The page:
Walker spent a few days in a trailer-park motel on the rim of Hudson Bay, seventy loonies a week for a double-wide at the very edge of the property where the mud and gravel gave way to pine woods filled with trash. The sun never set. It was a white-hot lance that pierced through the frayed curtains at all hours, keeping him awake despite the beer and pills, and after two miserable days he took refuge in the windowless bathroom, finally dozing in the shower stall atop a sheet.
On the third bright night he walked into the trailer near the front gate that served as an office, on the hunt for aluminum foil to cover his windows. The old lady behind the desk ignored him, her faded blue eyes locked on the small television in the far corner. The screen trembled with images of fire, dead bodies under white sheets, an Elvis costume riddled with holes. The footage cut to a mugshot of a suspect: a young woman with raven-dark hair, smirking for the camera. Then another police-precinct portrait: a handsome man with a heavy jaw and black hair streaked with gray, his face beginning to soften with age.
He knew the couple. Without a word he dropped into the plastic seat beside the door, and the old lady silently poured him a juice-glass full of whiskey from her stash beneath the register. They sat and drank and watched as the newscaster described a trail of murder and thievery from Oklahoma to Nicaragua to New York City.
Once they finished the bottle he returned to his trailer and shrugged on his canvas jacket over his frayed t-shirt and pocketed his last two hundred loonies in cash. He had no passport, no driver’s license, no phone, no cards. The old lady offered a limp wave when he opened her door just long enough to toss the keys on her desk.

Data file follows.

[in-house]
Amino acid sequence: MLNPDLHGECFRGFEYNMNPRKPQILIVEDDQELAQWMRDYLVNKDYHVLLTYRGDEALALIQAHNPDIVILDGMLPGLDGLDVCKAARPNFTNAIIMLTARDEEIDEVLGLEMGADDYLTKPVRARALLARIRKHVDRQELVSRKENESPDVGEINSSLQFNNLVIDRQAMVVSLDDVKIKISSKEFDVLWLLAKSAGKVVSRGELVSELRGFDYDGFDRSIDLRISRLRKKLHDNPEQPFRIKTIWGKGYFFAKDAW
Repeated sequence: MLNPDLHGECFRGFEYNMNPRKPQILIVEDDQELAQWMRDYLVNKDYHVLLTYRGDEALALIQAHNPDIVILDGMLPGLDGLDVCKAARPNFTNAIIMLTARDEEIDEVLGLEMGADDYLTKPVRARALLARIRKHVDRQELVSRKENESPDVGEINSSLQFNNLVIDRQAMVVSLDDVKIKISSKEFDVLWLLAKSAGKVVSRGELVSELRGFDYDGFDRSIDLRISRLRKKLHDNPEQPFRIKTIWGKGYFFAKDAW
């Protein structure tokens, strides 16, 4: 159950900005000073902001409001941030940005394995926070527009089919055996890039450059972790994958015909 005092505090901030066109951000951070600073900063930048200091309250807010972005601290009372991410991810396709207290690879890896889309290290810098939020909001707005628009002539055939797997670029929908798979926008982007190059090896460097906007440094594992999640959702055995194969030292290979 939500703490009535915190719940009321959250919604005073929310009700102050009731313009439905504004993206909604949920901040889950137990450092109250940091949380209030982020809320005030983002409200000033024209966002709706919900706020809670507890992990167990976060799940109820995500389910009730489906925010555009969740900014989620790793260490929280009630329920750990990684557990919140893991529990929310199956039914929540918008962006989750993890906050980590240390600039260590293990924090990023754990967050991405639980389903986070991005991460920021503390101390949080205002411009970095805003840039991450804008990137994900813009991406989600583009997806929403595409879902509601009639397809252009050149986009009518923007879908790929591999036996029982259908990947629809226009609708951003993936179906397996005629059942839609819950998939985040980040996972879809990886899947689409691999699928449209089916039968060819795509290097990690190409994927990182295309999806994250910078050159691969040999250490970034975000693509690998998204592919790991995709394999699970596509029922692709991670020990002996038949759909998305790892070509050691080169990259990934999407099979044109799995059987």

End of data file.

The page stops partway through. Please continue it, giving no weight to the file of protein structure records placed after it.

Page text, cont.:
A single call to the States would have summoned someone to retrieve him. Instead he walked down the two-lane that led from the trailer park to the logging town at the bottom of the valley, his steel-toed boots clicking on the pavement. The inside of his head felt bruised and his stomach boiled with acid, but every breath filled him with new life.
The town had one convenience store, where he bought a bus ticket to Montreal and waited the ninety minutes until it arrived on the bench outside, sipping a jumbo cup of black coffee. Nobody spoke to him. His white beard was a grimy thicket and his eyes were hard. He kept imagining people blown to black clouds, all their flesh and dreams drifting from a gunmetal sky.
In Montreal the bus dropped him on Rue Saint-Denis, beside a strip of upscale bars and a cat café. This far south, at this time of year, the sun set after nine, darkness comforting him like a warm blanket as he stood on the sidewalk rotating his neck, popping his joints, bending to touch his toes. He played an invisible piano to loosen his hands. His time up north had helped clean his blood and clear his head, but he worried about his reflexes, his gift for shifting a mark’s attention.
He also needed a place to lay low, and something to eat. From his previous stay in the city he knew there was a sculpture garden at the bottom of Saint-Denis where the junkies had a sleeping-bag colony. A couple decades ago he might have taken that option, fought for a strip of cardboard beneath an overhang. Now he needed to renew his strength for the days ahead and that meant a clean bed, a door with locks, new clothes, and a shower hot enough to boil away the dirt crusting his skin.
His first stop was the loudest watering hole he could find, a sweaty box stuffed with screaming college kids. Dark, no security cameras, a bored lump of a bouncer more interested in chatting up underage girls than watching the door. Perfect. He made one pass, departing through the back ten minutes later with a pair of stolen wallets in his pockets, fat with bills and credit cards, and a shiny phone swiped from a coat. So far, so good.
The phone’s SIM card he dumped in the alley. At an all-night market he used one of the credit cards to purchase a razor, a pair of steel barber scissors, athletic tape, a prepaid SIM, and a handful of gift cards. He remembered his nephew telling him about the orange pills that everyone in his unit popped to stay awake on night missions in Iraq, their blood humming electric as they swept villages and kicked down doors. He wished for a handful of those bright little babies, which were probably a lot cleaner than the pills he had swallowed in Vietnam, but caffeine and sugar would have to do.